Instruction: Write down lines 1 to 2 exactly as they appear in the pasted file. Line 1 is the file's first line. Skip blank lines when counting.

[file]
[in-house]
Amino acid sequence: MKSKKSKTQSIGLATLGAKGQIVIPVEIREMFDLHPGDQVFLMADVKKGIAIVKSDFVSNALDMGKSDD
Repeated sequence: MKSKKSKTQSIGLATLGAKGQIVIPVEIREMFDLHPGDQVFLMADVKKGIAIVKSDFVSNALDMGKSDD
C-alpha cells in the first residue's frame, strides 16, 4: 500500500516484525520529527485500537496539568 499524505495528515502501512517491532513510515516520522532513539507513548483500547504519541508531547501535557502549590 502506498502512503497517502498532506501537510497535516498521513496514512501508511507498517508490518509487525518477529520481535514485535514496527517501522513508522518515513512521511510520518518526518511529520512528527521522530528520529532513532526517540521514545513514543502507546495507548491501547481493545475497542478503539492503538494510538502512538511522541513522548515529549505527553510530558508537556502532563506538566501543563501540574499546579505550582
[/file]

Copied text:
[in-house]
Amino acid sequence: MKSKKSKTQSIGLATLGAKGQIVIPVEIREMFDLHPGDQVFLMADVKKGIAIVKSDFVSNALDMGKSDD